Rhone v. The University of Texas Medical Branch

Filing 57

MEMORANDUM OPINION AND OPINION Granting 33 MOTION for Summary Judgment (Signed by Judge George C Hanks, Jr) Parties notified.(ltrevino, 3)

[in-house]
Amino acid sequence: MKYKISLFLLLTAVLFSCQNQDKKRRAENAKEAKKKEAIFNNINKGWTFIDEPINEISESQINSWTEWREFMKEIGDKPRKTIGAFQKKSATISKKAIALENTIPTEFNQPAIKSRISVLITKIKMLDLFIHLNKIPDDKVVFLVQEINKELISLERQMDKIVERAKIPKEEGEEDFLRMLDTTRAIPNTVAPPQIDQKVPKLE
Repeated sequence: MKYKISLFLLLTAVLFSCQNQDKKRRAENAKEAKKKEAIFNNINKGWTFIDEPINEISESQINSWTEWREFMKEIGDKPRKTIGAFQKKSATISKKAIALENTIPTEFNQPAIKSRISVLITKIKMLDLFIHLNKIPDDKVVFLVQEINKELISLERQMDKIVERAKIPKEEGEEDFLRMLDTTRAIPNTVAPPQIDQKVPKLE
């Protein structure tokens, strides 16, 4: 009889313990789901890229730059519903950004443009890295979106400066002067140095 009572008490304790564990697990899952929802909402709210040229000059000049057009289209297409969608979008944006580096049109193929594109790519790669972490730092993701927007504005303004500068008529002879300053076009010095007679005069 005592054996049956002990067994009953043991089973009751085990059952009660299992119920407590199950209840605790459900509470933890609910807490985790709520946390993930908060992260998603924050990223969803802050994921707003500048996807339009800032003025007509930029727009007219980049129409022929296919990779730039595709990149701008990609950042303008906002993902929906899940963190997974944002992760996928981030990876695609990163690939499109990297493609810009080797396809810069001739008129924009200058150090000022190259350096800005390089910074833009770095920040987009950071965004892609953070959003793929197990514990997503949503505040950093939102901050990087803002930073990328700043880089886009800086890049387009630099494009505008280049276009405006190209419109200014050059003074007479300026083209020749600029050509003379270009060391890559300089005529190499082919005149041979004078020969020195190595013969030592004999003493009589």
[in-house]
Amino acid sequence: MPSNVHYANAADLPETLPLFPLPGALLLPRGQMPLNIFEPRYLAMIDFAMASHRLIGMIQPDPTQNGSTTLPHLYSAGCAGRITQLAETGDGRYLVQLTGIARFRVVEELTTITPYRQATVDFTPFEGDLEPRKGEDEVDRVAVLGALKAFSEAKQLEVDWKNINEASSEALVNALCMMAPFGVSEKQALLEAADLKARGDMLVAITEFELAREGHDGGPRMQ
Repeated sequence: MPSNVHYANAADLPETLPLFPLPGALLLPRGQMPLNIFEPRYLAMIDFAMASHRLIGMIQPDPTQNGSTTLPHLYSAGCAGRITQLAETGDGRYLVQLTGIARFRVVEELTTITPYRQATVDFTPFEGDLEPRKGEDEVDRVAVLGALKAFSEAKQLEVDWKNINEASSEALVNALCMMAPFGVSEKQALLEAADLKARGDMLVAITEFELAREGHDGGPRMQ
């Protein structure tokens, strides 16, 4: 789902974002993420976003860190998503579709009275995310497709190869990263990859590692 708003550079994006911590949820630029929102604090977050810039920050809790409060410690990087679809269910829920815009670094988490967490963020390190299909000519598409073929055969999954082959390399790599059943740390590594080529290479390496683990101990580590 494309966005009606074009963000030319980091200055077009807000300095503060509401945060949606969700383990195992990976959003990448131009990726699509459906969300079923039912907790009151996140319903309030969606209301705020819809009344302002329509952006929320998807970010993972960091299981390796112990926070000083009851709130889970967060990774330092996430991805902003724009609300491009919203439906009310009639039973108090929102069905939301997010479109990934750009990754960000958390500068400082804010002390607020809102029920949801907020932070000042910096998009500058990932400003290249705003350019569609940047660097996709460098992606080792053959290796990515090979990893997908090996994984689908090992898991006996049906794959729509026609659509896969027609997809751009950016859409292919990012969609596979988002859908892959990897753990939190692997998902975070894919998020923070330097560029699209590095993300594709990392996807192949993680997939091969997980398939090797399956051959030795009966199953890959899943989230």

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United States District Court Southern District of Texas ENTERED UNITED STATES DISTRICT COURT SOUTHERN DISTRICT OF TEXAS GALVESTON DIVISION RAVON RHONE, Plaintiff, VS. THE UNIVERSITY OF TEXAS MEDICAL BRANCH, Defendant. § § § § § § § § § January 26, 2017 David J. Bradley, Clerk CIVIL ACTION NO. 3:15-CV-151 MEMORANDUM OPINION AND ORDER Plaintiff, Ravon Rhone (“Plaintiff”) as next friend and the executor of the Estate of Robin Rhone, Deceased (“Rhone”), filed suit against the University of Texas Medical Branch (“UTMB”), alleging that UTMB violated Title VII and Texas law by its treatment of Robin Rhone from 2011 through May 2014. UTMB has filed a motion for summary judgment (Dkt. 33). Rhone was an Administrative Secretary at the University of Texas Medical Branch from September 1996 until her death in May 2014. On April 1, 2011, Rhone was interviewed as part of an internal investigation into another employee’s allegations against Dr. Garland Anderson, the Dean of the Medical School. Rhone later stated that she “provided truthful testimony confirming allegation[s] of discrimination” during this interview. Plaintiff alleges that “shortly after” Rhone provided information, she became the target of “ongoing retaliation, including harassment and the creation of a hostile work environment” by at least three senior employees of UTMB—Cameron Slocum, Lori 1 / 11 Kocian, and Michelle Moreno. Plaintiff’s complaint alleges several specific actions taken against Rhone: (1) un July 2011, Slocum “warned” Rhone “that he was going to be closely watching her and that he ‘had his eyes on her.;” (2) Rhone’s desk was moved to a location where she was “highly visible—and far more visible than any other Administrative Coordinator working in the Department;” (3) after Rhone complained in March 2012 to Slocum that “employees” were placed in a “dangerous, risky and unsafe work environment,” Kocian “berated” Rhone; (4) after Rhone complained in “summer 2012” of retaliation resulting from her April 2011 statements, UTMB assigned her additional job duties that “effectively required to [her] to perform the job duties of three full-time employees;” (5) in early 2013, after Rhone approached Moreno about her workload, Moreno “began counseling [Rhone] for deficient performance and threatening her with termination;” (6) Moreno then assigned Rhone the additional of logging her time spent on tasks during the day; and (7) in June 2013, Moreno informed Rhone that she could be fired for errors in her work. In early September 2013, Rhone filed a charge of discrimination with the EEOC. According to Plaintiff, the persistent threats to Rhone’s job security, along with the pressure of her increased workload, caused Rhone to suffer extreme stress, emotional pain, mental anguish and caused her to seek medical treatment for elevated blood pressure, stress, and anxiety, ultimately causing Rhone’s untimely death in May 2014. Plaintiff filed this lawsuit in June 2015. 2 / 11 ANALYSIS A. Rule 56 Standards Summary judgment is appropriate when the movant shows there are no genuine issues of material fact and “the movant is entitled to judgment as a matter of law.” FED. R. CIV. P. 56(a). A genuine dispute of material fact exists when the “evidence is sufficient for a reasonable jury to return a verdict for the non-moving party.” Willis v. Cleco Corp., 749 F.3d 314, 317 (5th Cir. 2014). “When assessing whether a dispute as to any material fact exists, we consider all the evidence in the record but refrain from making credibility determinations or weighing the evidence; instead, we draw all reasonable inferences in favor of the nonmoving party.” Haire v. Bd. of Supervisors of La. State Univ. Agric. & Mech. Coll., 719 F.3d 356, 362 (5th Cir. 2013) (citation omitted). All evidence and factual inferences are viewed “in the light most favorable to the [nonmovant] and all reasonable doubts about the facts are resolved in favor of the [nonmovant].” Bryan v. McKinsey & Co., 375 F.3d 358, 360 (5th Cir. 2004) (citation omitted). Though courts are to draw all reasonable inferences in favor of the nonmovant, “a party cannot defeat summary judgment with conclusory allegations, unsubstantiated assertions, or ‘only a scintilla of evidence.’” Turner v. Baylor Richardson Med. Ctr., 476 F.3d 337, 343 (5th Cir. 2007) (quoting Little v. Liquid Air Corp., 37 F.3d 1069, 1075 (5th Cir. 1994) (en banc)). Instead, “[t]he party opposing summary judgment is required to identify specific evidence in the record and to articulate the precise manner in which that 3 / 11 evidence supports his or her claim.” Ragas v. Tenn. Gas Pipeline Co., 136 F.3d 455, 458 (5th Cir. 1998). These last principles are significant in this particular case. After the lawsuit had been on file for over a year, and after the close of discovery, UTMB filed a comprehensive motion for summary judgment that challenged each element of Plaintiff’s case. After receiving several extensions of time for her response, Plaintiff filed a 13-page response to UTMB’s motion that, for the most part, did little more than parrot her Complaint and generally cite to large swaths of an 800-page appendix. The Court declines to sift through the voluminous pages of evidence to find a fact issue. Where Plaintiff has provided a page citation, the Court has attempted to locate that page in her appendix and to include that evidence in the following analysis. B. Retaliation Under Title VII To establish a prima facie case that an employer has acted in retaliation based upon protected activity, a plaintiff must show that: “(1) he participated in an activity protected by Title VII; (2) his employer took an adverse employment action against him; and (3) a causal connection exists between the protected activity and the adverse employment action.” Hernandez v. Metro. Transit Auth. of Harris County, No. 16-20135, 2016 WL 7404749, at *4 (5th Cir. Dec. 21, 2016) (citing McCoy v. City of Shreveport, 492 F.3d 551, 556-57 (5th Cir. 2007)). To the extent that Plaintiff’s claims can be viewed as also alleging a hostile work environment due to retaliation rather than discrete retaliatory adverse actions, the inquiry is very similar. See, e.g., Rowe v. Jewell, 88 F. Supp. 3d 647, 673 (E.D. La. 2015) 4 / 11 (“[T]his court will assume, as other district courts in this circuit have done, that Rowe has a cause of action for a retaliatory hostile work environment. The court will apply a modified form of the discriminatory hostile environment standard to this claim.”). Further, “Title VII retaliation claims must be proved according to traditional principles of but-for causation, not the lessened [motivating factor] causation test[.]” Id. (citing Univ. of Tex. Sw. Med. Ctr. v. Nassar, 133 S. Ct. 2517, 2533 (2013)). “This heightened standard ‘requires proof that the unlawful retaliation would not have occurred in the absence of the alleged wrongful action or actions of the employer.’” Id. As with traditional discrimination claims, courts employ the McDonnell Douglas burden-shifting framework to analyze Title VII retaliation claims— “If the employee establishes a prima facie case, the burden shifts to the employer to state a legitimate, non-retaliatory reason for its decision. After the employer states its reason, the burden shifts back to the employee to demonstrate that the employer’s reason is actually a pretext for retaliation.” LeMaire v. Louisiana Dep't of Transp. & Dev., 480 F.3d 383, 388-89 (5th Cir. 2007) (internal citations omitted). 1. Did Plaintiff Establish a Prima Facie Case of “Protected Activity”? Under Title VII's anti-retaliation provision, “protected activity” can consist of either: (1) “oppos[ing] any practice made an unlawful employment practice by this subchapter” or (2) “ma[king] a charge, testif[ying], assist [ing], or participat[ing] in any manner in an investigation, proceeding, or hearing under this subchapter.” 42 U.S.C. § 2000e–3(a). The first of these is known as the “opposition clause;” the second as the “participation clause.” EEOC v. Rite Way Serv., Inc., 819 F.3d 235, 239 (5th Cir. 2016). 5 / 11 To proceed under the opposition clause, a plaintiff must “‘show that she had a reasonable belief that the employer was engaged in unlawful employment practices.’” Turner v. Baylor Richardson Medical Center, 476 F.3d 337, 348 (5th Cir. 2007); see also Payne v. McLemore's Wholesale & Retail Stores, 654 F.2d 1130, 1140 (5th Cir. Unit A Sept. 1981). The participation clause does not apply to a purely internal investigation—as the Fifth Circuit recently noted, “[e]very Court of Appeals to have considered this issue squarely has held that participation in an internal employer investigation not connected with a formal EEOC proceeding does not qualify as protected activity under the participation clause.” Rite Way Serv., 819 F.3d at 240. UTMB contends that it is entitled to summary judgment because there is no evidence to create a genuine dispute of material fact as to whether Rhone engaged in protected activity under Title VII. Plaintiff responds that Rhone’s 2011 participation in the internal investigation of the allegations against Dr. Anderson, as well as her complaints about retaliation due to her participation in that 2011 investigation, were protected activities under the opposition clause. The Court finds that Rhone’s statements in her EEOC complaint are some evidence that her 2011 participation was protected activity under Title VII. Accordingly, the Court declines to grant summary judgment for UTMB on this point. 2. Did Plaintiff Establish a Prima Facie Case of “Adverse Employment Action” or a “Hostile Work Environment”? In order to constitute an adverse employment action for the purposes of a prima facie case of retaliation, there must be a “materially adverse” action that is “harmful to 6 / 11 the point that [it] could well dissuade a reasonable worker from making or supporting a charge of discrimination.” Porter v. Houma Terrebonne Hous. Auth. Bd. of Comm'rs, 810 F.3d 940, 945 (5th Cir. 2015) (quoting Burlington N. & Santa Fe Ry. Co. v. White, 548 U.S. 53, 57, 126 S.Ct. 2405, 165 L.Ed.2d 345 (2006)); see also Brown v. Liberty Mut. Group, Inco., 616 Fed. App’x 654, 658 (5th Cir. 2015) (acknowledging “[r]etaliation claims may be proven by a wider range of adverse actions than discrimination claims.”) This requirement of materiality is intended to “separate significant from trivial harms.” Aryain v. Wal–Mart Stores Tex. LP, 534 F.3d 473, 484 (5th Cir. 2008) (quoting White, 548 U.S. at 68, 126 S.Ct. 2405). To determine whether an action is materially adverse, courts look to indicia such as whether the action affected “job title, grade, hours, salary, or benefits” or caused “a diminution in prestige or change in standing among ... co-workers.” Stewart v. Miss. Transp. Comm'n, 586 F.3d 321, 332 (5th Cir. 2009). Mere work-related reprimands are generally insufficient to rise to the level of being “materially adverse.” See Mendoza v. Bell Helicopter, 548 Fed. App’x 127, 130 (5th Cir. 2013) (per curiam) (holding that employee did not suffer an adverse employment action where he was verbally counseled at least three times for taking too long on assignments and once for riding an electric buggy at work); Stewart v. Miss. Transp. Comm'n, 586 F.3d 321, 332 (5th Cir. 2009) (same where employee was, among other things, chastised by superiors for performance issues). A reassignment that requires additional tasks is not materially adverse if it is not accompanied by any other change in the employee's status. See Watts v. Kroger Co., 170 F.3d 505, 512 (5th Cir. 1999). And a merely “[u]ndesirable 7 / 11 work assignment” does not result in material adversity to the assigned employee. Southard v. Tex. Bd. of Criminal Justice, 114 F.3d 539, 555 (5th Cir. 1997). Similarly, a “hostile work environment” results from discrimination that does not culminate in a tangible or adverse employment action. Burlington Indus., Inc. v. Ellerth, 524 U.S. 742, 764–65, 118 S.Ct. 2257, 141 L.Ed.2d 633 (1998). In determining whether conduct constitutes a hostile work environment, courts must consider the frequency of the discriminatory conduct, its severity, whether it is physically threatening or humiliating, and whether it unreasonably interfered with the plaintiff's job performance. Hernandez v. Yellow Transp., Inc., 670 F.3d 644, 651 (5th Cir. 2012). Such harassment must be “sufficiently severe or pervasive so as to alter the conditions of employment and create an abusive working environment.” Watts v. Kroger Co., 170 F.3d 505, 509 (5th Cir. 1999). The conduct “must be both objectively and subjectively offensive, one that a reasonable person would find hostile or abusive, and one that the victim in fact did perceive to be so.” Faragher v. City of Boca Raton, 524 U.S. 775, 788, 118 S.Ct. 2275, 2283 (1998). A poor performance evaluation does not give rise to a hostile work environment. Kang v. Bd. of Supervisors of La. State Univ., 75 Fed. App’x 974, 977 (5th Cir. 2003) (professor given negative performance review, written-up, received a low pay raise, was not nominated for a teaching award, and was criticized at a faculty meeting in front of his peers); see also Brown v. Liberty Mut. Group, Inco., 616 Fed. App’x 654, 657 (5th Cir. 2015) (pregnant employee’s allegations that she was “harassed” by comments about her sales numbers, threats of penalties if [she] did not meet her sales goals, and the meetings with supervisors are “[t]he types of job-related criticisms . . . unlikely to support a hostile 8 / 11 work environment claim.”). Nor do threats of termination, unfavorable scheduling, or unrealistic performance expectations—without more—establish a hostile work environment in this context. See, e.g., Harris-Childs v. Medco Health Sols., Inc., 169 Fed. App’x. 913, 917 (5th Cir. 2006). UTMB contends that it is entitled to summary judgment because there is no genuine dispute of material fact as to whether Rhone suffered an adverse employment action and—assuming that a retaliatory hostile work environment is actionable under Title VII—there is no genuine dispute of material fact as to whether Rhone suffered such a hostile work environment. The Court agrees. The complaints that Plaintiffs lists in her Response (additional duties, threats of termination, poor performance reviews, moving her desk, additional meetings and interventions, failing to respond to concerns of overwork) are not enough, without more, to establish a claim under Title VII. UTMB is entitled to summary judgment in its favor on this point. 3. Did UTMB establish legitimate, nonretaliatory reasons for its decisions? If the plaintiff succeeds in establishing a prima facie case of Title VII retaliation, the burden shifts to UTMB to state a legitimate, nonretaliatory reason for its decision. Devere v. Forfeiture Support Associates, LLC, 613 Fed. App’x. 297, 300 (5th Cir. 2015). UTMB contends that it is entitled to summary judgment because there is no genuine dispute of material fact as to whether it has established legitimate, nonretaliatory reasons for the decisions of which Plaintiff now complains. The Court agrees. UTMB has brought forth evidence showing that Rhone’s performance was repeatedly deficient and required intervention from her supervisors. Even Plaintiff’s own evidence shows that 9 / 11 Rhone failed on numerous occasions to perform basic scheduling and administrative tasks, and she admitted at least twice that she had “dropped the ball” in this regard. 4. Plaintiff has the burden to raise a genuine issue of material fact that UTMB’s proffered reason is a mere pretext for retaliation. In order to survive UTMB’s motion for summary judgment, Plaintiff must rebut each nondiscriminatory or nonretaliatory reason articulated by UTMB. McCoy, 492 F.3d at 557. She can show pretext “by showing that the employer's proffered explanation is false or ‘unworthy of credence.’” Laxton v. Gap, Inc., 333 F.3d 572, 578 (5th Cir. 2003), quoting Reeves v. Sanderson Plumbing Prods., Inc., 530 U.S. 133, 143, 120 S.Ct. 2097, 147 L.Ed.2d 105 (2000). For example, a plaintiff could show that she is clearly better qualified than the person who got the job, promotion, raise, etc., or demonstrate that the employer's articulated reason is false by showing inconsistency in the employer’s explanations at different times. Burrell v. Dr. Pepper/Seven Up Bottling Group, Inc., 482 F.3d 408, 412 (5th Cir. 2007); Gee v. Principi, 289 F.3d 342, 347-48 (5th Cir. 2002)(“a factfinder may infer the ultimate fact of retaliation by the falsity of the explanation”). The Fifth Circuit recently re-affirmed that this part of the analysis requires a plaintiff to bring forth more than a “subjective belief of retaliation, which we have repeatedly held is insufficient to warrant relief.” Hernandez, 2016 WL 7404749 at *5 (citing Aryain v. WalMart Stores Tex. LP, 534 F.3d 473, 487 (5th Cir. 2008). Even viewing all evidence and factual inferences in Plaintiff’s favor, and resolving all reasonable doubts about the facts in her favor, the Court finds that Plaintiff has wholly failed to bring forth any evidence on this point. See, e.g., Bryan v. McKinsey & Co., 375 F.3d 358, 360 (5th Cir. 2004) 10 / 11 (citation omitted). Accordingly, summary judgment is proper for UTMB on this point as well. CONCLUSION Based on the foregoing analysis, for each of the reasons stated above, the Court finds that UTMB is entitled to summary judgment in its favor because there is no genuine dispute of material fact as to Plaintiff’s claims in this case. UTMB’s motion is, therefore, GRANTED. SIGNED at Galveston, Texas, this 26th day of January, 2017. ___________________________________ George C. Hanks Jr. United States District Judge 11 / 11